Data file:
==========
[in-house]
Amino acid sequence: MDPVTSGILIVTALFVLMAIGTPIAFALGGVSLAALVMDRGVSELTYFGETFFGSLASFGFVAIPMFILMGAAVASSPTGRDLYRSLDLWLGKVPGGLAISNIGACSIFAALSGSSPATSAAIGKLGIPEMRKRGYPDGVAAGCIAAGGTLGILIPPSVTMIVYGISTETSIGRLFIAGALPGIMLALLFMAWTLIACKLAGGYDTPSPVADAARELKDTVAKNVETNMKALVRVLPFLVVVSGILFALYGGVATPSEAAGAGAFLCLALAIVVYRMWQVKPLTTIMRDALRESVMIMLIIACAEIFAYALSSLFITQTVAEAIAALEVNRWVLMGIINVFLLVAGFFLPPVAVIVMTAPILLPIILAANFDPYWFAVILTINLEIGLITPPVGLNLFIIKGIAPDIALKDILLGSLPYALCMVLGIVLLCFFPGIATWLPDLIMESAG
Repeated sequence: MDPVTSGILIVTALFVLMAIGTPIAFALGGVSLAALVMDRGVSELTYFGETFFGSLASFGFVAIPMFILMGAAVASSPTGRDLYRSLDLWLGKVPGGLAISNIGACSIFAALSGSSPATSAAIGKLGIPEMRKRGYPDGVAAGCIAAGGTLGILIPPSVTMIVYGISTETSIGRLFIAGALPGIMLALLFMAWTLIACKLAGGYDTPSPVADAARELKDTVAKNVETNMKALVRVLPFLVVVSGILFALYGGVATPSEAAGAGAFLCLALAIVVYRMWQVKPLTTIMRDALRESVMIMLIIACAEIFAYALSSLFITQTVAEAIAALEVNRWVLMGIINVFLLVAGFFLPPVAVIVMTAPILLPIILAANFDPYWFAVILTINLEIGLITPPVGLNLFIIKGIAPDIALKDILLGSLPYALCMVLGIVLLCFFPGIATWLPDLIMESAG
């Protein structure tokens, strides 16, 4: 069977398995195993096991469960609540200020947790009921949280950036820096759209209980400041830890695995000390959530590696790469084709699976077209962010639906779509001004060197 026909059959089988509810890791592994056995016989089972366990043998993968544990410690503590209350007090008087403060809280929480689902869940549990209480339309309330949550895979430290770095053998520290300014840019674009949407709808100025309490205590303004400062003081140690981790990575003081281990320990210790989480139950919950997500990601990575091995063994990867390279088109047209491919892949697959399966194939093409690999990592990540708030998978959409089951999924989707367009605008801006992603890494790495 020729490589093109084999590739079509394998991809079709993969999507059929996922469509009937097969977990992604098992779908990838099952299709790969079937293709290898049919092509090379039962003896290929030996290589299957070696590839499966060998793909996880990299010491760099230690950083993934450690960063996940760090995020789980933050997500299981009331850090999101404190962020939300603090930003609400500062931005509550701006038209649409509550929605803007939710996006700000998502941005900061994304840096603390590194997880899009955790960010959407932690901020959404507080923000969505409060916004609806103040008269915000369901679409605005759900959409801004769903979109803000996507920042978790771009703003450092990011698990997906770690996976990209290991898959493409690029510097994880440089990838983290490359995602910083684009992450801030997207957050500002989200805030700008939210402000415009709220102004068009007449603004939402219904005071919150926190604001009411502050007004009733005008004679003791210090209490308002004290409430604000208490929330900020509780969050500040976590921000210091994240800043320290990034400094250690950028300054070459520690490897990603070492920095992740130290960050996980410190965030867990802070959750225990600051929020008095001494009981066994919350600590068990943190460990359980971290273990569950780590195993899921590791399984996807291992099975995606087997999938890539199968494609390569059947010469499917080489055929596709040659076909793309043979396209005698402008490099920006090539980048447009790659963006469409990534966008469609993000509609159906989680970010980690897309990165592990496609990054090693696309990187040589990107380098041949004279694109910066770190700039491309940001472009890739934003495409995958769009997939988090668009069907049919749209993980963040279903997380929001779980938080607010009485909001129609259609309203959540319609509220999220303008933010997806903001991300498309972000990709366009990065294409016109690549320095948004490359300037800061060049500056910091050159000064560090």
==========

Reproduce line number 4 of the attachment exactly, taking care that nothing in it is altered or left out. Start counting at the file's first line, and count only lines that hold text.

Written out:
């Protein structure tokens, strides 16, 4: 069977398995195993096991469960609540200020947790009921949280950036820096759209209980400041830890695995000390959530590696790469084709699976077209962010639906779509001004060197 026909059959089988509810890791592994056995016989089972366990043998993968544990410690503590209350007090008087403060809280929480689902869940549990209480339309309330949550895979430290770095053998520290300014840019674009949407709808100025309490205590303004400062003081140690981790990575003081281990320990210790989480139950919950997500990601990575091995063994990867390279088109047209491919892949697959399966194939093409690999990592990540708030998978959409089951999924989707367009605008801006992603890494790495 020729490589093109084999590739079509394998991809079709993969999507059929996922469509009937097969977990992604098992779908990838099952299709790969079937293709290898049919092509090379039962003896290929030996290589299957070696590839499966060998793909996880990299010491760099230690950083993934450690960063996940760090995020789980933050997500299981009331850090999101404190962020939300603090930003609400500062931005509550701006038209649409509550929605803007939710996006700000998502941005900061994304840096603390590194997880899009955790960010959407932690901020959404507080923000969505409060916004609806103040008269915000369901679409605005759900959409801004769903979109803000996507920042978790771009703003450092990011698990997906770690996976990209290991898959493409690029510097994880440089990838983290490359995602910083684009992450801030997207957050500002989200805030700008939210402000415009709220102004068009007449603004939402219904005071919150926190604001009411502050007004009733005008004679003791210090209490308002004290409430604000208490929330900020509780969050500040976590921000210091994240800043320290990034400094250690950028300054070459520690490897990603070492920095992740130290960050996980410190965030867990802070959750225990600051929020008095001494009981066994919350600590068990943190460990359980971290273990569950780590195993899921590791399984996807291992099975995606087997999938890539199968494609390569059947010469499917080489055929596709040659076909793309043979396209005698402008490099920006090539980048447009790659963006469409990534966008469609993000509609159906989680970010980690897309990165592990496609990054090693696309990187040589990107380098041949004279694109910066770190700039491309940001472009890739934003495409995958769009997939988090668009069907049919749209993980963040279903997380929001779980938080607010009485909001129609259609309203959540319609509220999220303008933010997806903001991300498309972000990709366009990065294409016109690549320095948004490359300037800061060049500056910091050159000064560090």